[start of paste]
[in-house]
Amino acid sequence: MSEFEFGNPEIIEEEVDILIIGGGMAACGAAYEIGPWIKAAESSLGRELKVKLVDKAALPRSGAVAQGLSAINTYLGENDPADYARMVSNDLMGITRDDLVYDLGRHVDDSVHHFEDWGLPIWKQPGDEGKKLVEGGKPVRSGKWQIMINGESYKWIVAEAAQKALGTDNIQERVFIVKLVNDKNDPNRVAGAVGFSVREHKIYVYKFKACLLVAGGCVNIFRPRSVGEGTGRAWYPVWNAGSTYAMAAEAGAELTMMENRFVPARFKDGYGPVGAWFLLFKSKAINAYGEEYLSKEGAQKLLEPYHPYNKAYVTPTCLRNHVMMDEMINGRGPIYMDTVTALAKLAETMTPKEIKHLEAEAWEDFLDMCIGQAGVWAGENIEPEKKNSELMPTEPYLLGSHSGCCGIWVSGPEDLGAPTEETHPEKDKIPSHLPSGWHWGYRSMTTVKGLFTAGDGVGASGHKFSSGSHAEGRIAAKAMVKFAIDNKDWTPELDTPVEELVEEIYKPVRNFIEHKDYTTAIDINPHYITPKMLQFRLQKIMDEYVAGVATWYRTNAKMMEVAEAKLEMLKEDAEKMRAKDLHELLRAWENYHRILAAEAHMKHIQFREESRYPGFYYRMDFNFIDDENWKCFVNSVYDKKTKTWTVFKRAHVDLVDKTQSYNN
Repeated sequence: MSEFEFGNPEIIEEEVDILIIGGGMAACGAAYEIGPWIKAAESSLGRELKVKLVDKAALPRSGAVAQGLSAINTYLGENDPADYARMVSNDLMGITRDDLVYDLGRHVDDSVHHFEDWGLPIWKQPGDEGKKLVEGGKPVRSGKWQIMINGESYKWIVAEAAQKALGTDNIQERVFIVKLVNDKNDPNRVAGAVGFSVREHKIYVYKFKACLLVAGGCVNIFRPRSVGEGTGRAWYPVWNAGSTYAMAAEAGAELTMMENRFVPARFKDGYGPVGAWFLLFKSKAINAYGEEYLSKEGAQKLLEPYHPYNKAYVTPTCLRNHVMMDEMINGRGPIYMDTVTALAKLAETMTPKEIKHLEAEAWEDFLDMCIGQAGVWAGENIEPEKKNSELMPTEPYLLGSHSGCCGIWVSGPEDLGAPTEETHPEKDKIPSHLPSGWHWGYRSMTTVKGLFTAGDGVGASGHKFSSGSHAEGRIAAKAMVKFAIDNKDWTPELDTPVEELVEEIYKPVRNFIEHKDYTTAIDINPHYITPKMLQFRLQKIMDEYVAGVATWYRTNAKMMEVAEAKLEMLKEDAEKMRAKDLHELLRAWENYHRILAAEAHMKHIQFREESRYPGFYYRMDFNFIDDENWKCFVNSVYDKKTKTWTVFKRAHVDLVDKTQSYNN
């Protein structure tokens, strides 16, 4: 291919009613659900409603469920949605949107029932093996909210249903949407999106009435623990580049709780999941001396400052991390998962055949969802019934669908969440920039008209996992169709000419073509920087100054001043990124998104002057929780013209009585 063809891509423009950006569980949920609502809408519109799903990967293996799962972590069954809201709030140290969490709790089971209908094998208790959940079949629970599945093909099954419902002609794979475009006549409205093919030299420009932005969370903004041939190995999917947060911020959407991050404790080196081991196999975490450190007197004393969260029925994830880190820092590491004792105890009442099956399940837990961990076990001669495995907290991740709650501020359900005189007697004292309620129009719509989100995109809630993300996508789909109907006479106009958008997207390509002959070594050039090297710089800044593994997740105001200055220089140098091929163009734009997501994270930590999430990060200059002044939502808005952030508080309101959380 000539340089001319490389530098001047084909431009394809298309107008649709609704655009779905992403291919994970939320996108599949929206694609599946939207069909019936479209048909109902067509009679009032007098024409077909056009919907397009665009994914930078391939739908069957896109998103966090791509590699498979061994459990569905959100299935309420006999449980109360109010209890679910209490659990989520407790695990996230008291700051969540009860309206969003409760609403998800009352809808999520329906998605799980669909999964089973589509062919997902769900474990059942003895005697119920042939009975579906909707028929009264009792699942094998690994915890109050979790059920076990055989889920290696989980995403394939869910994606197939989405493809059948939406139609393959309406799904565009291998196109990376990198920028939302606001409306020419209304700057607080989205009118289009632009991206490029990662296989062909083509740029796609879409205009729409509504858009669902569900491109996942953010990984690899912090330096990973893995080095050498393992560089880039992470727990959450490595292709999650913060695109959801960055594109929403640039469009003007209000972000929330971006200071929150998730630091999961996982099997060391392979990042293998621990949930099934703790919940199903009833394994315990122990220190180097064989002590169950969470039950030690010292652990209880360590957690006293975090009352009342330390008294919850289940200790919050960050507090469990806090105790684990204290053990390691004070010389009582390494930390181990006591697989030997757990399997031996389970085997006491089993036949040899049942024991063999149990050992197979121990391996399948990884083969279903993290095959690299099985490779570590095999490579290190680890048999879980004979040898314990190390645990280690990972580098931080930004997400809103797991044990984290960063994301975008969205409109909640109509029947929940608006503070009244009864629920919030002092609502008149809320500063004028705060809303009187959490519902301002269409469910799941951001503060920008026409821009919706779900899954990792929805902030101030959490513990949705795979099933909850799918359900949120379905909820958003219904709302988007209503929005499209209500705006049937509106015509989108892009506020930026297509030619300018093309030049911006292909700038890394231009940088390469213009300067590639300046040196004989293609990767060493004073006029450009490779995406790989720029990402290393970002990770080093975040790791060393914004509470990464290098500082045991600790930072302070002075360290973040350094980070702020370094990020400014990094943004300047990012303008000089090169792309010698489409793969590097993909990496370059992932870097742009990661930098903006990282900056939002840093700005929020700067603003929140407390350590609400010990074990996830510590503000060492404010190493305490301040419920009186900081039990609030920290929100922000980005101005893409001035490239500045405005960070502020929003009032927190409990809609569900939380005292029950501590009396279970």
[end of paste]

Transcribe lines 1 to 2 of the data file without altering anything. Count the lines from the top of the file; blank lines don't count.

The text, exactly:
[in-house]
Amino acid sequence: MSEFEFGNPEIIEEEVDILIIGGGMAACGAAYEIGPWIKAAESSLGRELKVKLVDKAALPRSGAVAQGLSAINTYLGENDPADYARMVSNDLMGITRDDLVYDLGRHVDDSVHHFEDWGLPIWKQPGDEGKKLVEGGKPVRSGKWQIMINGESYKWIVAEAAQKALGTDNIQERVFIVKLVNDKNDPNRVAGAVGFSVREHKIYVYKFKACLLVAGGCVNIFRPRSVGEGTGRAWYPVWNAGSTYAMAAEAGAELTMMENRFVPARFKDGYGPVGAWFLLFKSKAINAYGEEYLSKEGAQKLLEPYHPYNKAYVTPTCLRNHVMMDEMINGRGPIYMDTVTALAKLAETMTPKEIKHLEAEAWEDFLDMCIGQAGVWAGENIEPEKKNSELMPTEPYLLGSHSGCCGIWVSGPEDLGAPTEETHPEKDKIPSHLPSGWHWGYRSMTTVKGLFTAGDGVGASGHKFSSGSHAEGRIAAKAMVKFAIDNKDWTPELDTPVEELVEEIYKPVRNFIEHKDYTTAIDINPHYITPKMLQFRLQKIMDEYVAGVATWYRTNAKMMEVAEAKLEMLKEDAEKMRAKDLHELLRAWENYHRILAAEAHMKHIQFREESRYPGFYYRMDFNFIDDENWKCFVNSVYDKKTKTWTVFKRAHVDLVDKTQSYNN